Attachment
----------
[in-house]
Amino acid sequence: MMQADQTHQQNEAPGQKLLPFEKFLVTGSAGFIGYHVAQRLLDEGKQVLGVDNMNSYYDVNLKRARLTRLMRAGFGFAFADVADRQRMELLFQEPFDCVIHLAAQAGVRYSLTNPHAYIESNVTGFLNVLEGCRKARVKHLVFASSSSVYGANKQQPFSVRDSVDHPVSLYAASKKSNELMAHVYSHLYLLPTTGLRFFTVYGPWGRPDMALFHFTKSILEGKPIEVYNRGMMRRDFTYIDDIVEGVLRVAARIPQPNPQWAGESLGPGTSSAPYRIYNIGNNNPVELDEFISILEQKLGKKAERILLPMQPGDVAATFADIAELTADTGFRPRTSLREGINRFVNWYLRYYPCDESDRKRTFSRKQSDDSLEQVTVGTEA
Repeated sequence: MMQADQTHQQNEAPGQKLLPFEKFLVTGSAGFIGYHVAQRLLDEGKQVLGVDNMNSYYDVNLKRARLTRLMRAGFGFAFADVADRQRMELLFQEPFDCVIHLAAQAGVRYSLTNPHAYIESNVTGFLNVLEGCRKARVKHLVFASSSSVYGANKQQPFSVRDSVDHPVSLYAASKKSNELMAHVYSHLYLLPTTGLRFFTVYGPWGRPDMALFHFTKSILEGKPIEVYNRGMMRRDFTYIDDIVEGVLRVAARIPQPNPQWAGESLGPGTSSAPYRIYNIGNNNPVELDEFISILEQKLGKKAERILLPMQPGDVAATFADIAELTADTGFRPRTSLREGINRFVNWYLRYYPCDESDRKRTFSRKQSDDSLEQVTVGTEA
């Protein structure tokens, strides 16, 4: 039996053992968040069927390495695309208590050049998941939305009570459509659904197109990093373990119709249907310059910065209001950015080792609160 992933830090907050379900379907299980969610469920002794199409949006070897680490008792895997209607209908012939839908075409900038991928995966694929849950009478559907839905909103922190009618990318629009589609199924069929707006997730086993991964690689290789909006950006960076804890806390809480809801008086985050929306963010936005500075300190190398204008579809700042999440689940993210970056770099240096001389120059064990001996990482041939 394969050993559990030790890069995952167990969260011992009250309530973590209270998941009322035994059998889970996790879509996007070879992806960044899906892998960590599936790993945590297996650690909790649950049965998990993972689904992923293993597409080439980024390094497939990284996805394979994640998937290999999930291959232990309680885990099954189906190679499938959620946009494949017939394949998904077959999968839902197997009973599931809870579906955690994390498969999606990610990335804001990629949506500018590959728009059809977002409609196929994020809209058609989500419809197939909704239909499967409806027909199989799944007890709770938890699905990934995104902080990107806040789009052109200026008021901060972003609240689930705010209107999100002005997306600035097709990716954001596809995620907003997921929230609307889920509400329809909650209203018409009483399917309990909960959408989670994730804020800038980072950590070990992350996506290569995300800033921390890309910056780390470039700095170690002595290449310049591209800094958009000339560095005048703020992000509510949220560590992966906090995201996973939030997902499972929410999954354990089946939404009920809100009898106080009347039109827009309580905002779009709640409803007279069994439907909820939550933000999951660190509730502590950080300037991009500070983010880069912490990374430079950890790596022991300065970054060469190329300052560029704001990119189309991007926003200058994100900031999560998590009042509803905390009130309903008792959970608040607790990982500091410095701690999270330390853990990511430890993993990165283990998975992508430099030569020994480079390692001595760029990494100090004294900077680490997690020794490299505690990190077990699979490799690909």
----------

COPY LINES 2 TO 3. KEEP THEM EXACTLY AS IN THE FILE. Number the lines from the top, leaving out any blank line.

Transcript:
Amino acid sequence: MMQADQTHQQNEAPGQKLLPFEKFLVTGSAGFIGYHVAQRLLDEGKQVLGVDNMNSYYDVNLKRARLTRLMRAGFGFAFADVADRQRMELLFQEPFDCVIHLAAQAGVRYSLTNPHAYIESNVTGFLNVLEGCRKARVKHLVFASSSSVYGANKQQPFSVRDSVDHPVSLYAASKKSNELMAHVYSHLYLLPTTGLRFFTVYGPWGRPDMALFHFTKSILEGKPIEVYNRGMMRRDFTYIDDIVEGVLRVAARIPQPNPQWAGESLGPGTSSAPYRIYNIGNNNPVELDEFISILEQKLGKKAERILLPMQPGDVAATFADIAELTADTGFRPRTSLREGINRFVNWYLRYYPCDESDRKRTFSRKQSDDSLEQVTVGTEA
Repeated sequence: MMQADQTHQQNEAPGQKLLPFEKFLVTGSAGFIGYHVAQRLLDEGKQVLGVDNMNSYYDVNLKRARLTRLMRAGFGFAFADVADRQRMELLFQEPFDCVIHLAAQAGVRYSLTNPHAYIESNVTGFLNVLEGCRKARVKHLVFASSSSVYGANKQQPFSVRDSVDHPVSLYAASKKSNELMAHVYSHLYLLPTTGLRFFTVYGPWGRPDMALFHFTKSILEGKPIEVYNRGMMRRDFTYIDDIVEGVLRVAARIPQPNPQWAGESLGPGTSSAPYRIYNIGNNNPVELDEFISILEQKLGKKAERILLPMQPGDVAATFADIAELTADTGFRPRTSLREGINRFVNWYLRYYPCDESDRKRTFSRKQSDDSLEQVTVGTEA